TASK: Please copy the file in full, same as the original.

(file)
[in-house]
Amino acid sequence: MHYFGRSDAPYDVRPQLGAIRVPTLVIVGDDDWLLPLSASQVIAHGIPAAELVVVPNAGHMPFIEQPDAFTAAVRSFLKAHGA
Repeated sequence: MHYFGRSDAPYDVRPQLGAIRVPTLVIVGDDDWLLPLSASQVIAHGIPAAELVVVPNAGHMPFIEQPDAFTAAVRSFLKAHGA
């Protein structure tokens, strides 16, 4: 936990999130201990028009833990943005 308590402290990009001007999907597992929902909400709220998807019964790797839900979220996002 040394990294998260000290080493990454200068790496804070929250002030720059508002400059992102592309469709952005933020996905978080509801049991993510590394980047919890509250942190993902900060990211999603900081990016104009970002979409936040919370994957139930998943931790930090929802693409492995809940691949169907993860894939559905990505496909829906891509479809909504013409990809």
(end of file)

[in-house]
Amino acid sequence: MHYFGRSDAPYDVRPQLGAIRVPTLVIVGDDDWLLPLSASQVIAHGIPAAELVVVPNAGHMPFIEQPDAFTAAVRSFLKAHGA
Repeated sequence: MHYFGRSDAPYDVRPQLGAIRVPTLVIVGDDDWLLPLSASQVIAHGIPAAELVVVPNAGHMPFIEQPDAFTAAVRSFLKAHGA
């Protein structure tokens, strides 16, 4: 936990999130201990028009833990943005 308590402290990009001007999907597992929902909400709220998807019964790797839900979220996002 040394990294998260000290080493990454200068790496804070929250002030720059508002400059992102592309469709952005933020996905978080509801049991993510590394980047919890509250942190993902900060990211999603900081990016104009970002979409936040919370994957139930998943931790930090929802693409492995809940691949169907993860894939559905990505496909829906891509479809909504013409990809």